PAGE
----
Union Finance Minister Nirmala Sitharaman and every citizen of India know that please all Budget is utopian. She has demonstrated more caution, vision, reason and ambition in her last four budgets, but the Union Budget 2023 cannot afford to be any of her past four Union Budgets.
It needs a new avatar.
It has to be above all the clichés associated with the Budgets. The challenge is effectively managing an economy in the next 12 months and shielding India from the global economic slowdown.
Importantly prepare Bharat to wade through the next phase of the huge global downturn, which is expected to experience the maximum unemployment recorded in all the worst-ever recessions.
As a Finance Minister and senior member of the Cabinet, she knows the financial and political compulsions in preparing a Budget for India. Unemployment and price rise are issues that can no longer be hidden with freebies ('revadi,'), government advertisements and academically brilliant arguments in parliament, TV debates, public forums or blind supporters of the BJP willing to pay ten times the cost of a gas cylinder and petrol or attempt to compare Indian economy with our neighbouring countries.
Traditionally, while presenting their Union Budget, every Finance Minister has found it easy to hide behind financial jargon; implications
of that are only understood after a few days when the tax experts unravel the impact of the announcements. The opposition also provides superficial comments to the Budget that are always on expected lines till then.
So on February 1, 2023, when she presents her fifth Union Budget, the general public won't see any change to the above tradition, or will there be a surprise? Prime Minister Narendra Modi has demonstrated in his two terms that simplifying technical and complicated systems and the process is the cornerstone of his government's attempt to provide good governance.
Will it be reflected in the 2023 Budget presentation? Grapevine in the corridors of government seems to suggest that there could be some breakaways from the past. Just for clarity, the corridors of government do not mean the North Block since that goes out of bounds for more than a month for anyone not connected with the Budget preparations.
Modi's popularity, in the various survey done by media, has shown an immunity to the economic difficulties faced by the middle class. That is a challenge the Finance Minister needs to keep up in her Budget 2023. But the growing public discontent with the lopsided economic growth of a few corporate houses has become an Achilles heel for the government. Opposition leaders, especially the Indian National Congress, have been quite vocal about it.
The recent questions raised by a Hindenburg Research report alleging that irregularities in Gautam Adani promoted Adani Group's various firms' accounting are fresh in the public memory.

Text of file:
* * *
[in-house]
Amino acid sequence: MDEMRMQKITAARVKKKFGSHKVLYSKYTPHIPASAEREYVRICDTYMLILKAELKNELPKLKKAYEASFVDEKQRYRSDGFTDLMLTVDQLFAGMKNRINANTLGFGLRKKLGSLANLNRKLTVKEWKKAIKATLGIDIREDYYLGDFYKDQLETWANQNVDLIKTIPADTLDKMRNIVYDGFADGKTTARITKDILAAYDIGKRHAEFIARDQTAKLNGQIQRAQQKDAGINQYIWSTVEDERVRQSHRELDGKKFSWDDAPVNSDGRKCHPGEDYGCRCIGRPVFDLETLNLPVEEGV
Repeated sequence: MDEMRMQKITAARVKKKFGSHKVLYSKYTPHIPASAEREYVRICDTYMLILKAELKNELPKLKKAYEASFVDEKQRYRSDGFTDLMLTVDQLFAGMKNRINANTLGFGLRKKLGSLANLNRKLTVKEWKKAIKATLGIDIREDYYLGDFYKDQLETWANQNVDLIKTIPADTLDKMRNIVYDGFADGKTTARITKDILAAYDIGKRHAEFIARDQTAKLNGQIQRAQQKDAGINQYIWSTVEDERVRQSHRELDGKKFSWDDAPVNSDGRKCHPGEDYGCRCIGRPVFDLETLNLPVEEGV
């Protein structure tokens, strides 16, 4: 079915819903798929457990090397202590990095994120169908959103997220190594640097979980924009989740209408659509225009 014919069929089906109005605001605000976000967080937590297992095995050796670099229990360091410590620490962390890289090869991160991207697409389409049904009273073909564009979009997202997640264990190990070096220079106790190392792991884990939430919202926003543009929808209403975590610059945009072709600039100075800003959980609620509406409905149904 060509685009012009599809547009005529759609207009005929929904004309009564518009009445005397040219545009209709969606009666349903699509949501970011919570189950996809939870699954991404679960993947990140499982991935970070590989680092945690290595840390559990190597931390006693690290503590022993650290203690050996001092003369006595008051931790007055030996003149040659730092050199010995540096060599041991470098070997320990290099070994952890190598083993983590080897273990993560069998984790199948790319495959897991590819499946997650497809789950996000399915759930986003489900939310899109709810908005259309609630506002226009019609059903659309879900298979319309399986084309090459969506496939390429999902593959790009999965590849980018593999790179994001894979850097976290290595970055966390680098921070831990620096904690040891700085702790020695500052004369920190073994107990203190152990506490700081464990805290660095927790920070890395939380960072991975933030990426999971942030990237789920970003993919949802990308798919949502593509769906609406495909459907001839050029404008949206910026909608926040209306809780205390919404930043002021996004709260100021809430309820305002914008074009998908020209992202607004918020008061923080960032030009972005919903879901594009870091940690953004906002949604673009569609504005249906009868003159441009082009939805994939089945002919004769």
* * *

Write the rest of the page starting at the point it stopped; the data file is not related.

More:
Sure, one can argue it has nothing to do with the Budget Sitharaman will present on Wednesday. But can she afford to ignore it? Will the market not react if the silence is maintained on the allegation? After all, a huge middle-class investment is in the market.
Can she announce aggressive disinvestment of public sector companies, considering the fate of LIC in Adani's alleged financial irregularities? Can she introduce a higher corporate tax? Unlikely.
But she can link a compulsory employment parameter in the top 100 industries as part of Corporate Social Responsibility (CSR). What prevents the government from exploring provisions to amend the CSR law to ensure that corporates and individuals with a steady growth of personal and company wealth should generate a certain percentage of employment?
In her Budget 2023, can she reflect on the government's ability to employ or generate employment for at least 3.5 days a week for one family member by the end of the year? All the previous attempts by the NDA government to generate employment have failed to yield the desired results.
Once there is employment, a lot of management is possible to balance the economy.
Data on the status of manufacturing, inflation, and industrial growth have been debated threadbare on TV shows, print and social media. Unfortunately, the economists who paint bleak pictures are more than those with a positive outlook. The Finance Minister must tell the public what the number means to the government. Does it mean the
realisation of her vision for a healthy economy that she presented in her last four Budgets will be achieved only at the end of Amrit Kaal?
Her pictures of purchasing vegetables in a market and telling students that she understands the pain of the middle class should not be scorned or criticised.
Since it is hoped that Finance Minister Nirmala Sitharaman will present a Budget that can manoeuvre effectively through—a low rate of growth, a crisis in the agriculture sector, services sector, small and medium enterprises, high inflation, imbalance in our balance of payment, a falling Rupee, global headwinds and a war that is disrupting the energy balance and global commitment to achieve sustainable development goals.